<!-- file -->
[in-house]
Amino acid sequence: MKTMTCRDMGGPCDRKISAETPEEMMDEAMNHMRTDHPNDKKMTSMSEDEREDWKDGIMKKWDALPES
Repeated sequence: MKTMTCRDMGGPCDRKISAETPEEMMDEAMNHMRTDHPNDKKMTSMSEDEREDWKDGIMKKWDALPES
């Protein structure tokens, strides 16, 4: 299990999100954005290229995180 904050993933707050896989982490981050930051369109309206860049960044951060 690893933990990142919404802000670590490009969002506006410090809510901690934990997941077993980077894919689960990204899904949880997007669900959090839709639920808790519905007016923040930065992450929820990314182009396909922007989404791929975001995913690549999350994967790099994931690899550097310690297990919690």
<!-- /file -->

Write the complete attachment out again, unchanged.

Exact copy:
[in-house]
Amino acid sequence: MKTMTCRDMGGPCDRKISAETPEEMMDEAMNHMRTDHPNDKKMTSMSEDEREDWKDGIMKKWDALPES
Repeated sequence: MKTMTCRDMGGPCDRKISAETPEEMMDEAMNHMRTDHPNDKKMTSMSEDEREDWKDGIMKKWDALPES
């Protein structure tokens, strides 16, 4: 299990999100954005290229995180 904050993933707050896989982490981050930051369109309206860049960044951060 690893933990990142919404802000670590490009969002506006410090809510901690934990997941077993980077894919689960990204899904949880997007669900959090839709639920808790519905007016923040930065992450929820990314182009396909922007989404791929975001995913690549999350994967790099994931690899550097310690297990919690």